Specialty graphic applications for screen printing are nothing new. In fact, for many years the screen-printing process has thrived on creating display graphics that were deemed impractical for other printing processes. Today, however, several unusual materials for producing intriguing displays are being explored with a variety of printing technologies. These products include lenticular film, electroluminescent film, electrostatic film, and electronic ink. The suitability of these materials for screen printing and their availability to the general market may vary, but they are worth exploring because of their potential for creating truly unconventional and eye-catching displays.
Developed in the 1940s and initially prized for its novelty value, lenticular imaging gives the illusion of motion or enhanced dimension to a two-dimensional print. One of its first product applications were “I Like Ike” presidential campaign buttons. Soon after, imaged lenticular cards began appearing in cereal boxes. But cost and technological limitations restricted the process to very small-format items.
Thanks to developments in plastic technology and computer software, however, lenticular images can now be produced on a larger scale. Today’s applications include everything from novelties, such as cards, toys, and mouse pads, to packaging and display graphics.
The basic construction of a lenticular display includes two components: a clear plastic sheet comprising optical-grade parallel lenses and a graphic design consisting of multiple segmented images that are viewed through the sheet (Figure 1). The lenses, which give the sheet a slightly ribbed finish, display only portions of the graphics beneath, sequencing through two or more distinct images as the viewing angle changes. The images that make up the graphic are “sliced” into dozens of strips per inch and reassembled with special software into a bewildering graphic that only makes sense when viewed through the lenticular sheeting.Advertisement
Lenticular film itself is an extruded plastic with precisely measured, half-cylindrical plastic ridges that serve as the lenses. Common materials used for producing lenticular films include vinyl, acrylics, and hybrid plastics, such as Eastman Chemical’s Eastar PETG co-polyester. The films come in a variety of thicknesses and support different viewing angle ranges depending on the number of lenticules per inch.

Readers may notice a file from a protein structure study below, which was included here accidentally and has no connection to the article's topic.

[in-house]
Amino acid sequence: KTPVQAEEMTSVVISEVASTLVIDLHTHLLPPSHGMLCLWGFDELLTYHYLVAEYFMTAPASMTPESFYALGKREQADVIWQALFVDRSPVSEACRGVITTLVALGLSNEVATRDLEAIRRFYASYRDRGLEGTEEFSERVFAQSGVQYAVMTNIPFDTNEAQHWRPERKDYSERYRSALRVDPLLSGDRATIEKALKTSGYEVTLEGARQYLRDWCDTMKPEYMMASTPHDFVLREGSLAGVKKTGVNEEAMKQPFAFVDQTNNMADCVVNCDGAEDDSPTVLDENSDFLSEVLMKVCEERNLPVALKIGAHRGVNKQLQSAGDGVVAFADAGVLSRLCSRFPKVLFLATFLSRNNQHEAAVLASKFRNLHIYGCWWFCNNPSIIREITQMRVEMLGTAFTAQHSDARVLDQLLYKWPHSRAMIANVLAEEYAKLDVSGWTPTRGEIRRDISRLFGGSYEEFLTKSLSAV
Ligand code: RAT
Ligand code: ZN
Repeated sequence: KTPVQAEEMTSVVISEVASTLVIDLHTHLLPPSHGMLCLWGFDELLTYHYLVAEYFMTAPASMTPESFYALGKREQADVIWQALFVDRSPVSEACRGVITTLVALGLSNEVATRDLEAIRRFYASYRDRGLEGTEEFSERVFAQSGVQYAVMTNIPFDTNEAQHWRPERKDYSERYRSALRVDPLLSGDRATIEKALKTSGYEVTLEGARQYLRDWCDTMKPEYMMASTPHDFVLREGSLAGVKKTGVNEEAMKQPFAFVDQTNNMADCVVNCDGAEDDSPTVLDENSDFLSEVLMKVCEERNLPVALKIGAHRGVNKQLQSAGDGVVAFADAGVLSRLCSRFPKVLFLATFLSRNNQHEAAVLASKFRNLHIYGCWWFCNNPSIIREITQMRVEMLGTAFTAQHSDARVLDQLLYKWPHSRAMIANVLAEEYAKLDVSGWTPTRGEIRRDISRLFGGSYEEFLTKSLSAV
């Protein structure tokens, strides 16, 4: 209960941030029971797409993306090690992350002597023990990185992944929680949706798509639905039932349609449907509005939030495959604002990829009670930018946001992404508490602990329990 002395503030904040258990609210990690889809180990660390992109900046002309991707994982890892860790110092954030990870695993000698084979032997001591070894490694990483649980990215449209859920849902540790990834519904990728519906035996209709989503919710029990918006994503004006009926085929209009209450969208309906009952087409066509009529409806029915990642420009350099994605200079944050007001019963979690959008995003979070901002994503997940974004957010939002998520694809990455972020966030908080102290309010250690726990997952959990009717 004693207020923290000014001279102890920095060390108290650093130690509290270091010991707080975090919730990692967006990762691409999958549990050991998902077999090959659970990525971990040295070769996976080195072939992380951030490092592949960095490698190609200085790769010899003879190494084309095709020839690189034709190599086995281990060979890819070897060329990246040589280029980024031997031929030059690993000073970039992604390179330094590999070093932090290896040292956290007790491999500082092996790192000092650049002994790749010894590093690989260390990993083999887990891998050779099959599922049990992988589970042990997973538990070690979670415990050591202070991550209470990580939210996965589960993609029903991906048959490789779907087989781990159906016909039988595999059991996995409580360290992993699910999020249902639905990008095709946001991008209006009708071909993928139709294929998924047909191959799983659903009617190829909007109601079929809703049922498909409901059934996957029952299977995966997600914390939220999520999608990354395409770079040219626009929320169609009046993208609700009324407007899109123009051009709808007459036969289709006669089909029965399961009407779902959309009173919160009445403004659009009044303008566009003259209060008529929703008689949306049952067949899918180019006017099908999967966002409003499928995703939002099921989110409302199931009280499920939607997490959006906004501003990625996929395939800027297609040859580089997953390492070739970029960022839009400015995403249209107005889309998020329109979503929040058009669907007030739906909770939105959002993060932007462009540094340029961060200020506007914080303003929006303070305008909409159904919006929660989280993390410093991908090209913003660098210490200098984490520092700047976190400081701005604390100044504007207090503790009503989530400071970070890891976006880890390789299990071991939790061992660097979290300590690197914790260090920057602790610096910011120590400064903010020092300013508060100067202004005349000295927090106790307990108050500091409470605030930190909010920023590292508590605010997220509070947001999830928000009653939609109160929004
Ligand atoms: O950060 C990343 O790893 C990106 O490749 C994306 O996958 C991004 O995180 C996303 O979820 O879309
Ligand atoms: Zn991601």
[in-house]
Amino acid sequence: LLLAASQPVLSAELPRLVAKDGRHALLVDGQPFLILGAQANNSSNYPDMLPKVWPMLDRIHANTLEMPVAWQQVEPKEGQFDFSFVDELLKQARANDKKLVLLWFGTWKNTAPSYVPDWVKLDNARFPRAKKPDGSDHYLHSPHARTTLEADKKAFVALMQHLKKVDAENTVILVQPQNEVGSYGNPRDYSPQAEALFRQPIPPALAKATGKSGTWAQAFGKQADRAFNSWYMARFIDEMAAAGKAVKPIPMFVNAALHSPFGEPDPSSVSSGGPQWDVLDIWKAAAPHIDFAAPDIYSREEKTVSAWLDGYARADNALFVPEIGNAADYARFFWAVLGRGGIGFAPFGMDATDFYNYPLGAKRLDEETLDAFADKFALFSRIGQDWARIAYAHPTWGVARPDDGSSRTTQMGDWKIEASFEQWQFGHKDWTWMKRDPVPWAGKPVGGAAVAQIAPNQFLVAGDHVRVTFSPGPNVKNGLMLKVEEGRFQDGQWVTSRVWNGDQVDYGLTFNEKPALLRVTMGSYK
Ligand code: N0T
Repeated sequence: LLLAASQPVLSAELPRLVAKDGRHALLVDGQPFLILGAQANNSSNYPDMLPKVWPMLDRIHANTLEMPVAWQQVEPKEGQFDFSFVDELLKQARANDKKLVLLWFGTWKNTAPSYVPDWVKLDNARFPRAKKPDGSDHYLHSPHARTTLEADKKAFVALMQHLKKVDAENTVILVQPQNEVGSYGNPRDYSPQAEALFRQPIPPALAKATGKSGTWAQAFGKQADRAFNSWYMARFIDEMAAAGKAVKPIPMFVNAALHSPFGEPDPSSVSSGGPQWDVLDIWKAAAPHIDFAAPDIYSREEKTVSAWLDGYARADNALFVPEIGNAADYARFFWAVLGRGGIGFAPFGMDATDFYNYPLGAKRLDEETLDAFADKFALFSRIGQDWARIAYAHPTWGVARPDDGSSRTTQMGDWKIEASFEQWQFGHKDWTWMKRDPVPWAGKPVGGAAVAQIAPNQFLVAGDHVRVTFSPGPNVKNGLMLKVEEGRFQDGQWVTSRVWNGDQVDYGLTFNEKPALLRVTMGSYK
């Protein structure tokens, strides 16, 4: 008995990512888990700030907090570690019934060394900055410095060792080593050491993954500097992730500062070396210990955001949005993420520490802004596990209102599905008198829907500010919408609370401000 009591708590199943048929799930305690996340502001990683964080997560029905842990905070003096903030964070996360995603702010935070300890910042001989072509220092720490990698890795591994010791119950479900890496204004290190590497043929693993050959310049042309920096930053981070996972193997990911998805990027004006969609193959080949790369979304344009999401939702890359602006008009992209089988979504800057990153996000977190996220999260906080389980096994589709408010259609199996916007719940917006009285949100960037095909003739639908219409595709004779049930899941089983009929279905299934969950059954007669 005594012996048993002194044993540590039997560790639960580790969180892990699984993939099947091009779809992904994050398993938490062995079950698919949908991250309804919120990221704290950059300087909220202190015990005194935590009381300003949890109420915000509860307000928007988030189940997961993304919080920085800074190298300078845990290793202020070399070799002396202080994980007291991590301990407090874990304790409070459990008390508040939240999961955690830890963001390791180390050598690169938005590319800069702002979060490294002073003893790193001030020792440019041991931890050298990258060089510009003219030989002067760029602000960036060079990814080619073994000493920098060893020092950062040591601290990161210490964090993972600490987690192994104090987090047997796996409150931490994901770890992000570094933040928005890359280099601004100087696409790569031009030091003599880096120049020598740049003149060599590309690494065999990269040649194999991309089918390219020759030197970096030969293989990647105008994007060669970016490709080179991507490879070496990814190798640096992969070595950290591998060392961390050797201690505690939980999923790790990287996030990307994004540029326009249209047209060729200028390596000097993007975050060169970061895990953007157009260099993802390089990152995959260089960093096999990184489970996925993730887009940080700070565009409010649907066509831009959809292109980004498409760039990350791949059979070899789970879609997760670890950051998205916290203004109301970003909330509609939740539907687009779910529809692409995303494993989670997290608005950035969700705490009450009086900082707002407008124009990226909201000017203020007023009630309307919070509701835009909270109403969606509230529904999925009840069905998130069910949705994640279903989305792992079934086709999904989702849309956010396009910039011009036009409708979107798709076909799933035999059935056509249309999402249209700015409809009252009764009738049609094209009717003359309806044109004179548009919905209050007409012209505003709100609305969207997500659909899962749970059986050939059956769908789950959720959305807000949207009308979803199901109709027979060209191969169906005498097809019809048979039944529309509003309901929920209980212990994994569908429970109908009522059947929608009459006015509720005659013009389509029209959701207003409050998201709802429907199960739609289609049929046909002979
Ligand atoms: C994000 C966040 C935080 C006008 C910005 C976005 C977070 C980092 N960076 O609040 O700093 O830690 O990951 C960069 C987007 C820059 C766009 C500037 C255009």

The number of lenticules also influences sheet thickness: The more lenticules per inch, the thinner the sheet. Thicker-gauge sheets (about 62 mils) with fewer lenticules per inch are used for large-format applications, while sheets for P-O-P displays and posters generally run in the 25- to 35-mil range.
To produce lenticular graphics, two or more images are sliced into narrow bands and arranged in an alternating sequence through a process known as interlacing. The images are then printed second surface (or laminated as a graphic film) onto the lenticular film.
The combined width of the image strips below each lens equals the width of the lens itself (also know as pitch). So if the design calls for three images, the print will include a narrow band of image #1, followed by a narrow band of image #2, and then a narrow band of image #3, all beneath a single lens. This sequence repeats with subsequent strips beneath each remaining lens.
For any given viewing angle, only one image strip is visible per lens. But because of the way the strips are organized, the visible ones always correspond to the same image and the viewer perceives a single, continuous design. As viewing angle shifts, a different collection of strips comes into view and the viewer sees a new image (Figure 2).
The lenticular process can produce the following effects:Advertisement
• Flip The viewer can switch between two or more entirely different images simply by shifting the viewing position.
• Motion This effect creates the impression that the image is either rotating on an axis or moving in one or more directions.
• Morphing This creates the illusion of one image transforming into a totally different one.
• Zoom Using multiple sizes of the same image, this effect gives the appearance of an object becoming larger or smaller.
• Multi-phase animation This approach creates a short film clip, using as many as fifty captured video frames.
• Three dimensional This approach, which differs from the others, uses layering of multiple graphic elements to produce the illusion of depth in a two-dimensional image. When done correctly, it appears that the viewer can actually reach into the printed piece. Three-dimensional is the only lenticular effect that works if the viewer is standing still.Advertisement
Recent advances in graphic-design software have transformed interlacing from a frustrating manual process to an exact automated procedure. Today, software suitable for segmenting and rearranging multiple images for lenticular applications range from basic packages like Flip! (Kutuzov Inc., Las Vegas, NV) to advanced products, such as Lenticular F/X or LD Pro Photo (each from Lenticular Development Co., Lake Elsinore, CA).
Traditionally, lenticular graphics have been produced photographically or printed with lithography. And more recently, digital imaging has emerged as an excellent method for this application, especially for shorter-run jobs.